1988 Notre Dame vs. Miami football game
|Catholics vs. Convicts|
|Date||October 15, 1988|
|Stadium||Notre Dame Stadium|
|Location||South Bend, Indiana|
|United States TV coverage|
|Announcers||Brent Musburger and Pat Haden|
The 1988 Notre Dame vs. Miami football game, colloquially known as "Catholics vs. Convicts", was played on October 15, 1988. The two teams were undefeated when they met at Notre Dame Stadium. Notre Dame won the closely contested game 31–30.
The name "Catholics vs. Convicts," a T-shirt slogan created prior to the matchup by two Notre Dame students and friends, Joe Frederick and Michael Caponigro, was noticed by the press and reported.
The two teams met on October 15, 1988, in South Bend, Indiana, with both teams being undefeated. Miami, the defending national champions, came in ranked No. 1 holding a 36-game regular season winning streak while the Irish were ranked No. 4. The game, which was preceded by a pregame fight between the two teams in the entrance tunnel, was named by USA Today as one of the greatest college football games of the period 1982–2002.
After a closely contested game, Miami scored a touchdown with 45 seconds left to pull within one point of the Fighting Irish, 31–30. Rather than kick the extra point and likely end the game in a tie, Miami head coach Jimmy Johnson decided to go for two, later reasoning that "We always play to win." However, Steve Walsh's pass was batted down by Pat Terrell, and Notre Dame won 31–30. Resulting in Miami's first regular season loss since Florida on September 7, 1985.
Notre Dame finished the season 12–0, beating No. 2 USC 27–10 on November 26 in the last game of the season and No. 3 West Virginia in the 1989 Fiesta Bowl 34–21 on January 2, 1989, to win the national title. Miami won the rest of its games and finished No. 2 behind Notre Dame in the polls.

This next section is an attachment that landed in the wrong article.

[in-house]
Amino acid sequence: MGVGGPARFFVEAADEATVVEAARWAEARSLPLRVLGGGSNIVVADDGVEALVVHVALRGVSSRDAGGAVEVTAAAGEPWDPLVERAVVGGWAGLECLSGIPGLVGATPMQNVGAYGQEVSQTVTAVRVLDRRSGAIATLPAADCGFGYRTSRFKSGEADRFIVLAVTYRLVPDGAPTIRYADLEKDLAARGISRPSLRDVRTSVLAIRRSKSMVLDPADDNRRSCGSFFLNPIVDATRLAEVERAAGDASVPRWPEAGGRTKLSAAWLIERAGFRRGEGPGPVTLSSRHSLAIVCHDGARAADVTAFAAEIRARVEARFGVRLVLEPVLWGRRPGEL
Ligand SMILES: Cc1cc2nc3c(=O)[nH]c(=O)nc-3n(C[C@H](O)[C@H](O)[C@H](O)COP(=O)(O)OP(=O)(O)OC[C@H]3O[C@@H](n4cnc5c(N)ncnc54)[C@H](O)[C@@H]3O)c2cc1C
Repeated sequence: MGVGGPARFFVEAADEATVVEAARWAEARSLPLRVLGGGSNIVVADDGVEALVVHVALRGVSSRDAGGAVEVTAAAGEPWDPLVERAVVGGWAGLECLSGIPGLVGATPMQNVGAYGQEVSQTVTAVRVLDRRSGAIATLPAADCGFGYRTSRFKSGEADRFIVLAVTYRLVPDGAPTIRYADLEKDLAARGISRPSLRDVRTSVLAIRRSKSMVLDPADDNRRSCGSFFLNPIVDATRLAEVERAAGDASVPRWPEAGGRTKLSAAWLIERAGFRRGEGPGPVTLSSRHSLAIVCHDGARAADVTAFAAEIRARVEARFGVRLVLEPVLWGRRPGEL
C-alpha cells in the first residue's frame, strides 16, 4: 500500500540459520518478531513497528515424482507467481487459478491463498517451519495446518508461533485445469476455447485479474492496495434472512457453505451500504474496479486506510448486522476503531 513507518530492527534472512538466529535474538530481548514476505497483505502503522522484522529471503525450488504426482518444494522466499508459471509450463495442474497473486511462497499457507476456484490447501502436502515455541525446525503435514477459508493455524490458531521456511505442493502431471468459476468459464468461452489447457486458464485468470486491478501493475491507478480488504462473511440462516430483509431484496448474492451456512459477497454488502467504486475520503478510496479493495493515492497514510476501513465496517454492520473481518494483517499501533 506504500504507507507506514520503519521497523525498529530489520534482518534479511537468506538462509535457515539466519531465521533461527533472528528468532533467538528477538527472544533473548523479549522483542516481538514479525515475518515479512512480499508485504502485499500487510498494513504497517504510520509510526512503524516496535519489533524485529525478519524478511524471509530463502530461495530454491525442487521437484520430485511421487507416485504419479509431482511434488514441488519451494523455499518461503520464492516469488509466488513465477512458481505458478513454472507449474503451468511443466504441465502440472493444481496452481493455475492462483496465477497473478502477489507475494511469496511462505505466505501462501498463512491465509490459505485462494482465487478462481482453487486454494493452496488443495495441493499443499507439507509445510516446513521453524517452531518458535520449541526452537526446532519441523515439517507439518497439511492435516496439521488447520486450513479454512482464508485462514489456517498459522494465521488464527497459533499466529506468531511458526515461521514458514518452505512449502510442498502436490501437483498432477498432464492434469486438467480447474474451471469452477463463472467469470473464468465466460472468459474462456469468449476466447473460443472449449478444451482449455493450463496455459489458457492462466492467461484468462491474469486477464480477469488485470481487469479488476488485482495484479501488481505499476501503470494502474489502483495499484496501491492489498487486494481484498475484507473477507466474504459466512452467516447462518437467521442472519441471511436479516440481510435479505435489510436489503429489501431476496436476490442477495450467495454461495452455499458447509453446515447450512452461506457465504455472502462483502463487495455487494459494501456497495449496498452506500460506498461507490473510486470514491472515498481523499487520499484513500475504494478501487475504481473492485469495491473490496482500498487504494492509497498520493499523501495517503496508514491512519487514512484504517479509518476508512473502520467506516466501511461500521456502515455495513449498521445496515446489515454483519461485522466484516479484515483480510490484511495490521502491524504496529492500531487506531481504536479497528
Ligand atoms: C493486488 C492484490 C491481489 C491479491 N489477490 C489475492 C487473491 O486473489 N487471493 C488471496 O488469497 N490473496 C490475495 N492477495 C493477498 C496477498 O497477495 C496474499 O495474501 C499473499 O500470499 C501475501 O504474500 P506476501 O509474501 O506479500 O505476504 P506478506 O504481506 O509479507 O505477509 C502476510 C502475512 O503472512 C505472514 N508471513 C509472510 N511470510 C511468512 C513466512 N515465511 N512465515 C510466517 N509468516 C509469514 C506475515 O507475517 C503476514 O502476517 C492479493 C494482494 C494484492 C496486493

Many Miami fans still question the accuracy of a Cleveland Gary fumble on the 1-yard line, which they believe was an incorrect call. With Miami trailing 31–24 and facing a critical fourth-and-7 from deep in Irish territory midway through the fourth quarter, Walsh connected with Miami running back Cleveland Gary streaking across the middle of the field inside the Irish 5-yard line for the first down. He caught the football, turned, was tackled and fumbled the football before he hit the ground. Notre Dame inside linebacker Michael Stonebreaker recovered the football. The referees ruled the play as a fumble, as Notre Dame took possession at the 2-yard line where the ball was recovered. After the game, Johnson was adamant that Gary was down before the ball came loose and Miami should have retained possession. Later, video replays showed that the on-field call was incorrect. There was later controversy on Miami's final touchdown. On a desperation pass into the corner of the endzone to Miami receiver Andre Brown, the ball was trapped and then dropped by Brown. Although ruled a touchdown on the field, replay shows that the ball hit the ground in front of the receiver and was dislodged from the Andre Brown's grasp even after trapping it. The two questionable calls tend to cause arguments among fans of both sides.
In a 2005 poll conducted by the University of Notre Dame, the 31–30 win over Miami was voted the Greatest Victory in Fighting Irish history by a landslide.
- "25 years of college football's memorable games". USA Today. 2007-12-01. Retrieved 2009-10-10.
- Telander, Rick (1988-10-24). "Pluck of the Irish – Spunky Notre Dame laid claim to the top spot in the national rankings by outlasting No. 1 Miami 31-30". Sports Illustrated. Retrieved 2009-10-10.
- "College football's best of the last 20 years". USA Today. 2002-11-19. Retrieved 2009-12-16.
- UND.com Greatest Victory poll